Agenda item

Agenda item

Making Manchester Fairer - the Anti-Poverty Strategy 2023-2028

Report of the Strategic Director (Growth and Development) attached


The Executive considered a report of the Strategic Director (Growth and Development), which provided an overview of the work undertaken to date to develop a refreshed poverty strategy for the city and set out the approach, evidence base and engagement process for developing the strategy.  The report also outlined the relationship between the new strategy and existing work on Making Manchester Fairer, developing a more inclusive economy, tackling the Cost-of-Living Crisis and other linked areas of work.


The Deputy Leader reported that Manchester had long recognised the significant challenge of tackling and reducing poverty in the city.  In 2017, a Family Poverty Strategy was launched which focused on families with children and young people up to the age of 19.  A significant amount of partnership work was undertaken to deliver the Family Poverty Strategy in the last five years, against a backdrop of health and economic challenges which had highlighted and exacerbated poverty in Manchester.


The new Anti-Poverty Strategy provided an opportunity to take account of the impact of these challenges and extend the strategy to cover all households in the city to include those without children.  Extensive research and engagement work had taken place with residents and partners to determine the main themes and priorities for the new strategy:-


·                     Preventing Poverty

·                     Mitigating Poverty

·                     Pathways out of Poverty

·                     Inclusive and effective delivery


Learning from the experience with the Family Poverty Strategy 2017-2022 and considering the information that had been gathered from research and conversations with partners, there was an opportunity to make some changes to the governance for the new strategy to ensure that it was as effective as it could be. The strategy would be led by a Making Manchester Fairer and Anti-Poverty Programme Management Team made up of council officers and partners.  Delivery would ultimately be accountable to the Making Manchester Fairer Programme Board and would be undertaken through partnership working and collaboration between Manchester’s Voluntary and Community Sector organisations and public sector institutions with the support of the city’s private sector.


Measuring the impact and success of the new strategy would be challenging due to external factors beyond the Council’s control. The worsening economic context was likely to put pressure on household budgets in the medium term, whilst constraining the ability of the Council and our partners to deliver effective services. Additionally, the action that could be taken was already limited in scope when compared to the scale and complexity of the factors driving poverty in Manchester.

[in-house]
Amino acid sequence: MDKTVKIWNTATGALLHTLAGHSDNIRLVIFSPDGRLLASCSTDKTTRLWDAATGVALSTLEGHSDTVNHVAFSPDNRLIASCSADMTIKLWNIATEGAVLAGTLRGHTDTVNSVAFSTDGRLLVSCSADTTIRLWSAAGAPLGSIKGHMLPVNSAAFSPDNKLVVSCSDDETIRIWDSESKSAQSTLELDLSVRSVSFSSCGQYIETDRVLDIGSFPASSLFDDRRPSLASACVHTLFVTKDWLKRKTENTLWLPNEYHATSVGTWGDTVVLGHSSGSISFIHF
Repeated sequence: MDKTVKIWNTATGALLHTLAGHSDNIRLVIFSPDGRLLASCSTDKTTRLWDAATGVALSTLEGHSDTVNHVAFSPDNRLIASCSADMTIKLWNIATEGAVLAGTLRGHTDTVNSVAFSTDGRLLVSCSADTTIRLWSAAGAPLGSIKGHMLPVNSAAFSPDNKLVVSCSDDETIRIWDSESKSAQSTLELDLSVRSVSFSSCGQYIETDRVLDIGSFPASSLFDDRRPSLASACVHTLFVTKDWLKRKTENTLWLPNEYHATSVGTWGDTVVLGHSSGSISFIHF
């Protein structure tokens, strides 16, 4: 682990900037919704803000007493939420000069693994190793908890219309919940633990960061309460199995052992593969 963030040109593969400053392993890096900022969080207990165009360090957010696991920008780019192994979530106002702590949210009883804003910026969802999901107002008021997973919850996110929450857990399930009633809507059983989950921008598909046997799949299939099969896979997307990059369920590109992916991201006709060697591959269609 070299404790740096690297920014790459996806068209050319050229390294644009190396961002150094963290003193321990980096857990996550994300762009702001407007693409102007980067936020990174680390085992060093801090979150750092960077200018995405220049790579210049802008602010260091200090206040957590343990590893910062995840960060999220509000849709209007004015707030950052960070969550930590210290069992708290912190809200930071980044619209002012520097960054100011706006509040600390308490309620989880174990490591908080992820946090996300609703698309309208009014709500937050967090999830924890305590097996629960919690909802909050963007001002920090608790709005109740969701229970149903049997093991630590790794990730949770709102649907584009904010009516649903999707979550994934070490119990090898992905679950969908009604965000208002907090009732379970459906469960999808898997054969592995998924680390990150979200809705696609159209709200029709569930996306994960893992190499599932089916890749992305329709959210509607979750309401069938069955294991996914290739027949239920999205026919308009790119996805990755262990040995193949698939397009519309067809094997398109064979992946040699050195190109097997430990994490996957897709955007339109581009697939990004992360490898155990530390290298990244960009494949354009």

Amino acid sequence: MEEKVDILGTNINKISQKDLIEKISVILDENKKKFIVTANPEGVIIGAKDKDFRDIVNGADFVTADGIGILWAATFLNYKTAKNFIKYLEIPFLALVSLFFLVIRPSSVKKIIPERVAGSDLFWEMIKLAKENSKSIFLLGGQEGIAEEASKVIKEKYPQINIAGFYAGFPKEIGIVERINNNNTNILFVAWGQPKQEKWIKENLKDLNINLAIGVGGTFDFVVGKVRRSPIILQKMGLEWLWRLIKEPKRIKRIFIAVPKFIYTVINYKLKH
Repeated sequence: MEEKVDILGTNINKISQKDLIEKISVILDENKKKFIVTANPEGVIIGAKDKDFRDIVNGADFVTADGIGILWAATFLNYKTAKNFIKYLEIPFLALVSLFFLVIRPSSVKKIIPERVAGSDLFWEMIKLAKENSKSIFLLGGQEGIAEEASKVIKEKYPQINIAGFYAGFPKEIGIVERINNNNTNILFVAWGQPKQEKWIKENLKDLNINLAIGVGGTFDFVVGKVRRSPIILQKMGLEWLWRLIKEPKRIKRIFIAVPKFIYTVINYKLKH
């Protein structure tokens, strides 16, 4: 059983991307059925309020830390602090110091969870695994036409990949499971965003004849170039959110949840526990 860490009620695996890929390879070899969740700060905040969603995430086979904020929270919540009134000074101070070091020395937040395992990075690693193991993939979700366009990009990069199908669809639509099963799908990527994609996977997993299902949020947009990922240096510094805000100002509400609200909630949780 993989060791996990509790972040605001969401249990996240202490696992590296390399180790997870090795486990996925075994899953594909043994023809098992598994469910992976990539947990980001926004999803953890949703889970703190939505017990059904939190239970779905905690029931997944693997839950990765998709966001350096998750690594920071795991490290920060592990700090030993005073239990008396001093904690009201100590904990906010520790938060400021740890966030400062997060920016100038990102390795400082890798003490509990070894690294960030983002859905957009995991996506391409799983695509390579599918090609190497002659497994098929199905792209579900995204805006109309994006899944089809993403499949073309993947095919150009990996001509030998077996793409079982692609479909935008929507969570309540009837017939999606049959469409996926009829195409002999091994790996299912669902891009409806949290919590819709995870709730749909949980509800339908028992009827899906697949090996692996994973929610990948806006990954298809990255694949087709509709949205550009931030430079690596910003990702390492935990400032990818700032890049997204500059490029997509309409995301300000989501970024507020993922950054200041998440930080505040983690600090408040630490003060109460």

In response to these challenges, a series of indicators had been selected which would assist in identifying the risk of people experiencing poverty, and the volume and need of individuals accessing certain services.  This would help the Council understand how external factors were likely to drive demand and adapt its collective approach in response to changing needs.


The current economic challenges and rising inflation meant that poverty was going to continue to be a significant issue in Manchester for several years to come. Manchester had a robust system and network of professionals and organisations who remained committed to this issue, and who worked together to ensure that everything possible was being done to reduce the number of people experiencing poverty.


It was also recognised that in some areas the Council’s powers to tackle poverty were limited, and the Council was prepared to work with its partners to identify new solutions and ways of working to maximise the collective impact on this issue.  Where the Council did not have the powers locally, it would continue to make the case to Government for the legislative changes that were required to create the right conditions to effectively reduce poverty in the city.


Councillor Leech questioned the impact of the Family Poverty Strategy and the measurements of success insofar as to how many people who had received help and support were no longer deemed to be living in poverty.  He also made a suggestion that to help families living in poverty the Council should consider increasing the amount of financial support available through the Council Tax Support Scheme from the current maximum of 82.5% to 100%.


The Director of Inclusive Economy explained how the Council measured the impact of the actions and initiatives put in place through the Strategy and the Deputy Chief Executive and City Treasurer explained that there was a significant lead in period to making changes to the Council Tax Support Scheme but, as set out in the report to Resources and Governance Scrutiny in January it was suggested Council should consider its current Council Tax Support Scheme and whether the threshold levels remained appropriate.


Councillor Johnson commented on the need to help ensure food banks had appropriate support and funding to continue to help those who relied on these through the cost of living crisis.




The Executive agree to adopt the new Anti-Poverty Strategy for Manchester.

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